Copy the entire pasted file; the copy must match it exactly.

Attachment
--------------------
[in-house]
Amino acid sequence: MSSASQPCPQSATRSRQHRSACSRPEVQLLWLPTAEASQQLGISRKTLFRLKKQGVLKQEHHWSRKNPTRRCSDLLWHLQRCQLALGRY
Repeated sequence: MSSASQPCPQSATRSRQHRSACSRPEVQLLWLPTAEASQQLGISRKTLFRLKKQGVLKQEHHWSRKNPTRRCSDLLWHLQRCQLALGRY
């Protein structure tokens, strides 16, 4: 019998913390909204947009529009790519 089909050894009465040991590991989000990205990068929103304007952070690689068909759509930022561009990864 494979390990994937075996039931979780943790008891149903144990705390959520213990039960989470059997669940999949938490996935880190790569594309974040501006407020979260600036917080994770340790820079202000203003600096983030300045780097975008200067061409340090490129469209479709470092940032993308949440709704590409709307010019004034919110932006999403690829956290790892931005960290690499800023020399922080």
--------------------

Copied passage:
[in-house]
Amino acid sequence: MSSASQPCPQSATRSRQHRSACSRPEVQLLWLPTAEASQQLGISRKTLFRLKKQGVLKQEHHWSRKNPTRRCSDLLWHLQRCQLALGRY
Repeated sequence: MSSASQPCPQSATRSRQHRSACSRPEVQLLWLPTAEASQQLGISRKTLFRLKKQGVLKQEHHWSRKNPTRRCSDLLWHLQRCQLALGRY
């Protein structure tokens, strides 16, 4: 019998913390909204947009529009790519 089909050894009465040991590991989000990205990068929103304007952070690689068909759509930022561009990864 494979390990994937075996039931979780943790008891149903144990705390959520213990039960989470059997669940999949938490996935880190790569594309974040501006407020979260600036917080994770340790820079202000203003600096983030300045780097975008200067061409340090490129469209479709470092940032993308949440709704590409709307010019004034919110932006999403690829956290790892931005960290690499800023020399922080």